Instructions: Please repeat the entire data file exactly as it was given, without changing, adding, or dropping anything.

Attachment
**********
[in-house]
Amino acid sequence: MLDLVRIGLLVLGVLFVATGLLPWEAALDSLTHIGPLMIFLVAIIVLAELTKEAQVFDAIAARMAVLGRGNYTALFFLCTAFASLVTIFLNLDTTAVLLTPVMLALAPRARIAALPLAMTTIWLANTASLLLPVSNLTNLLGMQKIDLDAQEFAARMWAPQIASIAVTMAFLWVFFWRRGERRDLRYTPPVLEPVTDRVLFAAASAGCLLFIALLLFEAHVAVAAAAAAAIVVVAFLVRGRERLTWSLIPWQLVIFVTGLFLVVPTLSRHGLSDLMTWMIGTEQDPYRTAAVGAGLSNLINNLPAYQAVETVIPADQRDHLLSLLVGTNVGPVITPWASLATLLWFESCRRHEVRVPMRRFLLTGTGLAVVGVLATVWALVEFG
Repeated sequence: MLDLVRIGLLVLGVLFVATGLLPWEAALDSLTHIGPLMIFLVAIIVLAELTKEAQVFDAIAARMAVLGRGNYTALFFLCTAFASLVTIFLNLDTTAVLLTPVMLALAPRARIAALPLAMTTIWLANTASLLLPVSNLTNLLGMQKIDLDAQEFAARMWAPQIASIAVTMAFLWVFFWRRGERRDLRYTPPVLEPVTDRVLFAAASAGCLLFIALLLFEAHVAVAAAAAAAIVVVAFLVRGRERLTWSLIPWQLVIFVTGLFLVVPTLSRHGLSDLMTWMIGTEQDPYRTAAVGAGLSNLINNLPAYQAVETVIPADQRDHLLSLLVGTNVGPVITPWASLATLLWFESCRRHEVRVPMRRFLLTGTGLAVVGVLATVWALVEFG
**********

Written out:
[in-house]
Amino acid sequence: MLDLVRIGLLVLGVLFVATGLLPWEAALDSLTHIGPLMIFLVAIIVLAELTKEAQVFDAIAARMAVLGRGNYTALFFLCTAFASLVTIFLNLDTTAVLLTPVMLALAPRARIAALPLAMTTIWLANTASLLLPVSNLTNLLGMQKIDLDAQEFAARMWAPQIASIAVTMAFLWVFFWRRGERRDLRYTPPVLEPVTDRVLFAAASAGCLLFIALLLFEAHVAVAAAAAAAIVVVAFLVRGRERLTWSLIPWQLVIFVTGLFLVVPTLSRHGLSDLMTWMIGTEQDPYRTAAVGAGLSNLINNLPAYQAVETVIPADQRDHLLSLLVGTNVGPVITPWASLATLLWFESCRRHEVRVPMRRFLLTGTGLAVVGVLATVWALVEFG
Repeated sequence: MLDLVRIGLLVLGVLFVATGLLPWEAALDSLTHIGPLMIFLVAIIVLAELTKEAQVFDAIAARMAVLGRGNYTALFFLCTAFASLVTIFLNLDTTAVLLTPVMLALAPRARIAALPLAMTTIWLANTASLLLPVSNLTNLLGMQKIDLDAQEFAARMWAPQIASIAVTMAFLWVFFWRRGERRDLRYTPPVLEPVTDRVLFAAASAGCLLFIALLLFEAHVAVAAAAAAAIVVVAFLVRGRERLTWSLIPWQLVIFVTGLFLVVPTLSRHGLSDLMTWMIGTEQDPYRTAAVGAGLSNLINNLPAYQAVETVIPADQRDHLLSLLVGTNVGPVITPWASLATLLWFESCRRHEVRVPMRRFLLTGTGLAVVGVLATVWALVEFG